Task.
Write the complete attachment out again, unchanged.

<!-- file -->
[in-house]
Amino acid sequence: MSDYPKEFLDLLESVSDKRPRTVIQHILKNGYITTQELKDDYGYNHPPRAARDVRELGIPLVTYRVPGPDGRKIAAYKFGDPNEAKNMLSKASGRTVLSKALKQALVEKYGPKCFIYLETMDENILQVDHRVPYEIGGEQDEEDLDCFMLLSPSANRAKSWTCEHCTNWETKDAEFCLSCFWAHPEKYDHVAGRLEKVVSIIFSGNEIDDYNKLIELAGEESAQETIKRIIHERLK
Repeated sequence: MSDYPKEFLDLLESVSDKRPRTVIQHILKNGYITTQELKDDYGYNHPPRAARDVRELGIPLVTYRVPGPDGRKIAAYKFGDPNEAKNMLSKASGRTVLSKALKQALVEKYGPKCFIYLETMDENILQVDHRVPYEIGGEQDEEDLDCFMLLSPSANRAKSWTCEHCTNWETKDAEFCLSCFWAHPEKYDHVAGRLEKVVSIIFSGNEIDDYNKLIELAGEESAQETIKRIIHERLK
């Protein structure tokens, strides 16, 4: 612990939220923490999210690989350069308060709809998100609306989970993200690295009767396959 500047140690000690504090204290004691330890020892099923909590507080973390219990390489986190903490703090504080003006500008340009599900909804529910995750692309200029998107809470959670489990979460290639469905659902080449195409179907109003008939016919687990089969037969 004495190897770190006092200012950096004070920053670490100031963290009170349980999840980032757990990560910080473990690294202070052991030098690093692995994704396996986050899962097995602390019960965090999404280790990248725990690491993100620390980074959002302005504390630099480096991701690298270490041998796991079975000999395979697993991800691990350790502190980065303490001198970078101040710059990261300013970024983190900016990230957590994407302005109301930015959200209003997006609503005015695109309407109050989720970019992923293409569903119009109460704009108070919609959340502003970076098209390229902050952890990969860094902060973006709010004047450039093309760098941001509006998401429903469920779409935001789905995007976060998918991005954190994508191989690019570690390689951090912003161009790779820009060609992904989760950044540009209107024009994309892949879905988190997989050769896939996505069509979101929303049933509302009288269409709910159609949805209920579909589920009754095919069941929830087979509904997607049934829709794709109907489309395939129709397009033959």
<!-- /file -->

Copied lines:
[in-house]
Amino acid sequence: MSDYPKEFLDLLESVSDKRPRTVIQHILKNGYITTQELKDDYGYNHPPRAARDVRELGIPLVTYRVPGPDGRKIAAYKFGDPNEAKNMLSKASGRTVLSKALKQALVEKYGPKCFIYLETMDENILQVDHRVPYEIGGEQDEEDLDCFMLLSPSANRAKSWTCEHCTNWETKDAEFCLSCFWAHPEKYDHVAGRLEKVVSIIFSGNEIDDYNKLIELAGEESAQETIKRIIHERLK
Repeated sequence: MSDYPKEFLDLLESVSDKRPRTVIQHILKNGYITTQELKDDYGYNHPPRAARDVRELGIPLVTYRVPGPDGRKIAAYKFGDPNEAKNMLSKASGRTVLSKALKQALVEKYGPKCFIYLETMDENILQVDHRVPYEIGGEQDEEDLDCFMLLSPSANRAKSWTCEHCTNWETKDAEFCLSCFWAHPEKYDHVAGRLEKVVSIIFSGNEIDDYNKLIELAGEESAQETIKRIIHERLK
């Protein structure tokens, strides 16, 4: 612990939220923490999210690989350069308060709809998100609306989970993200690295009767396959 500047140690000690504090204290004691330890020892099923909590507080973390219990390489986190903490703090504080003006500008340009599900909804529910995750692309200029998107809470959670489990979460290639469905659902080449195409179907109003008939016919687990089969037969 004495190897770190006092200012950096004070920053670490100031963290009170349980999840980032757990990560910080473990690294202070052991030098690093692995994704396996986050899962097995602390019960965090999404280790990248725990690491993100620390980074959002302005504390630099480096991701690298270490041998796991079975000999395979697993991800691990350790502190980065303490001198970078101040710059990261300013970024983190900016990230957590994407302005109301930015959200209003997006609503005015695109309407109050989720970019992923293409569903119009109460704009108070919609959340502003970076098209390229902050952890990969860094902060973006709010004047450039093309760098941001509006998401429903469920779409935001789905995007976060998918991005954190994508191989690019570690390689951090912003161009790779820009060609992904989760950044540009209107024009994309892949879905988190997989050769896939996505069509979101929303049933509302009288269409709910159609949805209920579909589920009754095919069941929830087979509904997607049934829709794709109907489309395939129709397009033959």